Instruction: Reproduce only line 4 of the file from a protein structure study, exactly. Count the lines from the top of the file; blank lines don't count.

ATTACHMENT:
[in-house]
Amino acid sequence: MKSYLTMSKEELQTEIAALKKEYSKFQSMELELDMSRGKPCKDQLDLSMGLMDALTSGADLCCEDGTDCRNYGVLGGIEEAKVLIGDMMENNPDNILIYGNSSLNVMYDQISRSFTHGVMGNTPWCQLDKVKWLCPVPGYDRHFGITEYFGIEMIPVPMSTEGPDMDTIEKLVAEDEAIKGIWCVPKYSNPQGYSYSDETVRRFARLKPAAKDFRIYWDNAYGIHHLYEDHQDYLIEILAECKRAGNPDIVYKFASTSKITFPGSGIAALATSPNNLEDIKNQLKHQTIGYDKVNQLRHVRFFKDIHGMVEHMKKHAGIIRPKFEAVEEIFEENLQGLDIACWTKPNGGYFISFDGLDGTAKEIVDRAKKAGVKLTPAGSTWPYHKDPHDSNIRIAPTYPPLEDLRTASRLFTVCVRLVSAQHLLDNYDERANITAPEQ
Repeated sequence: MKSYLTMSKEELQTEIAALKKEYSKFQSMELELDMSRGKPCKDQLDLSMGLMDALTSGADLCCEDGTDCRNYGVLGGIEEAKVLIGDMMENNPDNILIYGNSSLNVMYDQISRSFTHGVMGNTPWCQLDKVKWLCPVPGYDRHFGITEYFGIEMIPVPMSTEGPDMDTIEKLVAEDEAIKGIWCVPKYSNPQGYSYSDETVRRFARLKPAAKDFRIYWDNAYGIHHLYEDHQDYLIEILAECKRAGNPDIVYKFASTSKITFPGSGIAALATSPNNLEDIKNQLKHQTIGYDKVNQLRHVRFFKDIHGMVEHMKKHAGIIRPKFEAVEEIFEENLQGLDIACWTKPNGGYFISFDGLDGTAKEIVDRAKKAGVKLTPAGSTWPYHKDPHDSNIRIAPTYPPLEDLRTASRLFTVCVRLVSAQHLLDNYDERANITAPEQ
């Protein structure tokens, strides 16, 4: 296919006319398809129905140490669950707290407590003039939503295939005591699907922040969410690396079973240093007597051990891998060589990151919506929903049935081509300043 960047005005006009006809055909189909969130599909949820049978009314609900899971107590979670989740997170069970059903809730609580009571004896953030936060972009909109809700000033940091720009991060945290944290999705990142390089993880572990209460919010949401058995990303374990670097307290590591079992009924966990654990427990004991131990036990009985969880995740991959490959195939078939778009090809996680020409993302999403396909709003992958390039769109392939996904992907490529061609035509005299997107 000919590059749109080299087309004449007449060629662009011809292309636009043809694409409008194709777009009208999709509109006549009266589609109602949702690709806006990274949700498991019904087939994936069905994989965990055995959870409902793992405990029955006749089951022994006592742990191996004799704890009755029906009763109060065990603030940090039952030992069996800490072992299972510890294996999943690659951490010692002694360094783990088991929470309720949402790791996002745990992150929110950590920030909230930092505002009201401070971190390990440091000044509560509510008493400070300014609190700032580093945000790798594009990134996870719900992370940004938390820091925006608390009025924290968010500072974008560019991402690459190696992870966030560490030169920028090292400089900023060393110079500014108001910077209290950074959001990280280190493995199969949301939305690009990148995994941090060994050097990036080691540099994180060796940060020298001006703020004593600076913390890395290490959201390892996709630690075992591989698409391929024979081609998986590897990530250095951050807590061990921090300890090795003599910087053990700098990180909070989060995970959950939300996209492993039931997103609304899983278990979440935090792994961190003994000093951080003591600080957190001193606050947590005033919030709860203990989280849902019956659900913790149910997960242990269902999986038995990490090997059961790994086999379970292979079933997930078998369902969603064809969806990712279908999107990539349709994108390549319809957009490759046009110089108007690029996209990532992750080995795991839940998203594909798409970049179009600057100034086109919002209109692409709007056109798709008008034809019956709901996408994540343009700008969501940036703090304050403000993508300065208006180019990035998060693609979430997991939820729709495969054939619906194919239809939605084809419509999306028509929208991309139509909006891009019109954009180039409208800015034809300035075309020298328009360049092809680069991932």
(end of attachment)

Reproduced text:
């Protein structure tokens, strides 16, 4: 296919006319398809129905140490669950707290407590003039939503295939005591699907922040969410690396079973240093007597051990891998060589990151919506929903049935081509300043 960047005005006009006809055909189909969130599909949820049978009314609900899971107590979670989740997170069970059903809730609580009571004896953030936060972009909109809700000033940091720009991060945290944290999705990142390089993880572990209460919010949401058995990303374990670097307290590591079992009924966990654990427990004991131990036990009985969880995740991959490959195939078939778009090809996680020409993302999403396909709003992958390039769109392939996904992907490529061609035509005299997107 000919590059749109080299087309004449007449060629662009011809292309636009043809694409409008194709777009009208999709509109006549009266589609109602949702690709806006990274949700498991019904087939994936069905994989965990055995959870409902793992405990029955006749089951022994006592742990191996004799704890009755029906009763109060065990603030940090039952030992069996800490072992299972510890294996999943690659951490010692002694360094783990088991929470309720949402790791996002745990992150929110950590920030909230930092505002009201401070971190390990440091000044509560509510008493400070300014609190700032580093945000790798594009990134996870719900992370940004938390820091925006608390009025924290968010500072974008560019991402690459190696992870966030560490030169920028090292400089900023060393110079500014108001910077209290950074959001990280280190493995199969949301939305690009990148995994941090060994050097990036080691540099994180060796940060020298001006703020004593600076913390890395290490959201390892996709630690075992591989698409391929024979081609998986590897990530250095951050807590061990921090300890090795003599910087053990700098990180909070989060995970959950939300996209492993039931997103609304899983278990979440935090792994961190003994000093951080003591600080957190001193606050947590005033919030709860203990989280849902019956659900913790149910997960242990269902999986038995990490090997059961790994086999379970292979079933997930078998369902969603064809969806990712279908999107990539349709994108390549319809957009490759046009110089108007690029996209990532992750080995795991839940998203594909798409970049179009600057100034086109919002209109692409709007056109798709008008034809019956709901996408994540343009700008969501940036703090304050403000993508300065208006180019990035998060693609979430997991939820729709495969054939619906194919239809939605084809419509999306028509929208991309139509909006891009019109954009180039409208800015034809300035075309020298328009360049092809680069991932």